Beer of the Week: Alaskan Oatmeal Stout

One of the top ten oatmeal stouts of 2010 according to the US Open Beer Championships, is Alaskan Oatmeal Stout.

Oatmeal stouts include oats in their predominantly barley grist, resulting in a pleasant, full flavor and a smooth profile that is rich without being grainy.
Alaskan’s Stout pours a nice solid black with a dirty dark tan head, not too thick, but bubbly and firm. Classic stout looks. It has a great smell with lots of coffee, lightly cocoa-y and dark roasted malts with almost no hops. It has decent malt flavors with a distinct nutty flavor. Slightly spicy hops are present in the aftertaste. Feels pretty good, smooth and fairly thick bodied.

In the pacific northwest this is not a beer that is as easily found as the rest of Alaskan’s offerings. However, it is one that is worth searching out. Cheers!

MxMo LIV: See You On The Flipside

It’s time for MxMo again, and this month’s event is hosted by Josh Cole at Cocktail Assembly. In explaining the theme, Josh says that while flips are a necessary part of the arsenal at this time of year, their appeal isn’t limited to the colder months:

The flip is one of those cocktails that so successfully defies the seasons. When it’s cold and the icy chill is tearing its way through to our bones, the heated flip opens it’s arms and embraces us like a warm blanket. When it’s hot, the cool flip lowers the heat and can bring back that spring day memory of a creamy shake enjoyed on a front porch. There’s never a bad time or temperature to enjoy the frothy glory that is the flip.

As a flip is not a drink that is seen often around here, lets look at what a flip is. A flip is a class of mixed drinks. According to the Oxford English Dictionary, the term was first used in 1695 to describe a mixture of beer, rum, and sugar, heated with a red-hot iron poker. The poker caused the drink to froth up, and it is from this frothing or “flipping” that the name was born. In the New England Almanac for 1704 we read under December:-

“The days are short, the weather’s cold,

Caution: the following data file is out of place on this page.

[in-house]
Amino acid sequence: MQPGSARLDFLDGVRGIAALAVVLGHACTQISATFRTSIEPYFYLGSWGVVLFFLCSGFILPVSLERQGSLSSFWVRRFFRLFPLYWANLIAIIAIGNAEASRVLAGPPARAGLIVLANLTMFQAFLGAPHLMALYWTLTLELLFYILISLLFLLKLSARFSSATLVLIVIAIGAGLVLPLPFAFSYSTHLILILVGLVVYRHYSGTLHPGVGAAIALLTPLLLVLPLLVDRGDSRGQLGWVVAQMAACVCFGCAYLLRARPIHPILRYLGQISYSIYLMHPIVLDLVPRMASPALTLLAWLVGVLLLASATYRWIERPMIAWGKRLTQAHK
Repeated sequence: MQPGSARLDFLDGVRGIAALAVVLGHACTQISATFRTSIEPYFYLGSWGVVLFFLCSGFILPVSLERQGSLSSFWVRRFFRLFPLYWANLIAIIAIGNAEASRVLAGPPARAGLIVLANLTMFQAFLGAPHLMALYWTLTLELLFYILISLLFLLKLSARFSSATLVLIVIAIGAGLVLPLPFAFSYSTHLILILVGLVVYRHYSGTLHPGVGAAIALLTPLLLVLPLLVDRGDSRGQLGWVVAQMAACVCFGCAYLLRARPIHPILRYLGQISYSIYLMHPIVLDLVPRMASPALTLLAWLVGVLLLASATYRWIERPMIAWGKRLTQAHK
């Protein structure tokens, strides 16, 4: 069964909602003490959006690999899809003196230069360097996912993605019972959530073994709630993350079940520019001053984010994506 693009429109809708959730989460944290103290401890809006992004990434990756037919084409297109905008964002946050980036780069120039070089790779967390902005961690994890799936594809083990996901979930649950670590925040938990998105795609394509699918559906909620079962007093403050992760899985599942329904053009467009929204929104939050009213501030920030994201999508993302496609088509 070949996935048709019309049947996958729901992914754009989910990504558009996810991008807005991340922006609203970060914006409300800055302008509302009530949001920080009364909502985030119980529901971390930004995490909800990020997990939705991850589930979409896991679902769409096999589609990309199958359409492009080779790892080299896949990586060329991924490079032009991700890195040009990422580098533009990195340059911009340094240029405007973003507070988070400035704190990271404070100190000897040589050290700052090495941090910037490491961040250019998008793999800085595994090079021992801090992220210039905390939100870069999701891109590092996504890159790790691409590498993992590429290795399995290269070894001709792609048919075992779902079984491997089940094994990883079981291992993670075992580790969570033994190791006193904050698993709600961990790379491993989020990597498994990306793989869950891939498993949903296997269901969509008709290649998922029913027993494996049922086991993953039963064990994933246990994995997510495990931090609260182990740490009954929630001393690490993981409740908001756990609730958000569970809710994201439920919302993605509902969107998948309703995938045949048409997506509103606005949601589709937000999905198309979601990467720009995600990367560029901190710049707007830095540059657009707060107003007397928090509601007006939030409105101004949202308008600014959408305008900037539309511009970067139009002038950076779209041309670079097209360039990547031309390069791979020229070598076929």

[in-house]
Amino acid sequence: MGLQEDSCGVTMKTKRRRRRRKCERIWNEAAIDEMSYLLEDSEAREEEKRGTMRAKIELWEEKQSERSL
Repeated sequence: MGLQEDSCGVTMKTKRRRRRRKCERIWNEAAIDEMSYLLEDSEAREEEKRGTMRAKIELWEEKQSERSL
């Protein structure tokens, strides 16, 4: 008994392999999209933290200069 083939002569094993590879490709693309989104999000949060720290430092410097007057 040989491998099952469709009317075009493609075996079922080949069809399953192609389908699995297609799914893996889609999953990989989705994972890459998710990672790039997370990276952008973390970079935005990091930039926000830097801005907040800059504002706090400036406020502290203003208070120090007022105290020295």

By tavern fires tales are told.
Some ask for dram when first come in,
Others with flip and bounce begin.”

Over time, eggs were included, the sugar increased, the beer was left out, and the drink was more often served cold than not.
The first published bartenders guide, How to Mix Drinks; or The Bon-Vivant’s Companion (Jerry Thomas, 1862), is also the first guide to feature a flip. In his book Thomas includes 13 flips; 6 cold, and 7 hot, however by this time very few flips still included the ale. As to the preparation of said drink, Thomas declares that, “The essential in flips of all sorts is to produce the smoothness by repeated pouring back and forward between two vessels and beating up the eggs well in the first instance the sweetening and spices according to taste.”

As time went on, the distinction between egg nog (a spirit, egg, cream, sugar, and spice) and a flip (a spirit, egg, sugar, spice, but no cream) was gradually codified in America’s bar guides. In recent decades, bar guides have begun to indicate the presence of cream in a flip as optional.

The following flip recipes appear in Jerry Thomas 1887 Bartenders Guide.
Hot English Rum Flip.
(One quart.)
Take 1 quart of ale.
1 gill of old rum.
4 raw fresh eggs.
4 ounces of moist sugar.
1 tea-spoonful of grated nutmeg (or ginger).

Heat the ale in a saucepan ; beat up the eggs and sugar, add the nutmeg and rum, and put it all in a pitcher. When the ale is near to a boil, put it in another pitcher, pour it very gradually in the pitcher containing the eggs, etc , stirring all the while very briskly to prevent the eggs from curdling, then pour the contents of the two pitchers from one to the other until the mixture is as smooth as cream.

Hot English Ale Flip.
(One quart.)
This is prepared in the same manner as Rum Flip,
omitting the rum, and the whites of two of the eggs.